• SQL syntax used by most of the databases is standardized, we don’t need to learn a language specific to each database. We can learn SQL once and then make small adjustments as we work with multiple databases.

Understanding SQL for Data Analysis

  • Group By Clause: The GROUP BY clause is used to get the summary data based on one or more groups. The groups can be formed on one or more columns. For example, the GROUP BY query will be used to count the number of employees in each department or to get the department-wise total salaries.

  • Aggregation Functions: An aggregate function performs a calculation on a set of values, and returns a single value. Except for COUNT(*) , aggregate functions ignore null values. Aggregate functions are often used with the GROUP BY clause of the SELECT statement.

  • String Functions and Operations: The string operators in SQL are used to perform important operations such as pattern matching, concatenation, converting string to uppercase, matching a regular expression, etc.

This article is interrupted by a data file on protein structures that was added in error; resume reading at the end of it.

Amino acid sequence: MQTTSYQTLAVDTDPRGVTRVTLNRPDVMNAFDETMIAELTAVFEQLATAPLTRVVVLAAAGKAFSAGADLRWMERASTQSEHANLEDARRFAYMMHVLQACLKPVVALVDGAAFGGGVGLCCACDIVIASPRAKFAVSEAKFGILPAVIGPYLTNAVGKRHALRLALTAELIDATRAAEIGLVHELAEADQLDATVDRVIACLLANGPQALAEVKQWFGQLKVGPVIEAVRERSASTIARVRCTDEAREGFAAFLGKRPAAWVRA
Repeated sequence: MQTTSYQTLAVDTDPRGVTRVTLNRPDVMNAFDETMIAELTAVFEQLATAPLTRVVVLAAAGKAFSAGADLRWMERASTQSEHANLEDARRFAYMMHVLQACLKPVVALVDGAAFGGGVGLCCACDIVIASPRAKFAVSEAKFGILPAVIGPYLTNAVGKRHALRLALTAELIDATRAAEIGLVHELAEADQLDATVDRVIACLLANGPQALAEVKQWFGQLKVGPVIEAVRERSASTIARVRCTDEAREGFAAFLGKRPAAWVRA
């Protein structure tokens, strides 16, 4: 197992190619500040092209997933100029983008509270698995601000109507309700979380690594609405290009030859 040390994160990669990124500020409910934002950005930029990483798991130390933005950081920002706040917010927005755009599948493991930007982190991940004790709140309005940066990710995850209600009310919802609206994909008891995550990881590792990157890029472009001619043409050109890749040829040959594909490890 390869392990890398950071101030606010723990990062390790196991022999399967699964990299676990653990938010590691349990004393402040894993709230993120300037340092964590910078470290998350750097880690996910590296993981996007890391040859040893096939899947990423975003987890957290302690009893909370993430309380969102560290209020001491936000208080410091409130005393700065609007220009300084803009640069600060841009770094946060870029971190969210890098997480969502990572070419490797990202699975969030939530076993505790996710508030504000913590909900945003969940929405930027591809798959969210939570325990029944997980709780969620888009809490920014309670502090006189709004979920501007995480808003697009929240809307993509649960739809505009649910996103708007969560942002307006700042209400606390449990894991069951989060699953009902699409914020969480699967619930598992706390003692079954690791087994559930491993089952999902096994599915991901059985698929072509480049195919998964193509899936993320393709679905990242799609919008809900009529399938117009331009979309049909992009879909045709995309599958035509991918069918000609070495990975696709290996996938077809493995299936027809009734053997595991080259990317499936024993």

• Date and Time operations: SQL Server provides several types of date and time functions such as SYSUTCDATETIME(), CURRENT_TIMESTAMP, GETDATE(), DAY(), MONTH(), YEAR(), DATEFROMPARTS (), DATETIME2FROMPARTS(), TIMEFROMPARTS (), DATEDIFF(), DATEADD(), ISDATE(), etc. These functions are used to perform operations on date and time input.

  • Joins: The SQL join clause is used to combine different tables in databases, where JOIN is made using a Primary and Foreign key. There are four major joins which include inner, left, right, and full join used in combination with the ‘from’ clause.

  • Nested Queries: A nested query in SQL contains a query inside another query. The result of the inner query will be used by the outer query.

  • Views and Indexing: Indexes are great because they speed up the performance and with an index on a view it should really speed up the performance because the index is stored in the database. Indexing both views and tables is one of the most efficient ways to improve the performance of queries and applications using them.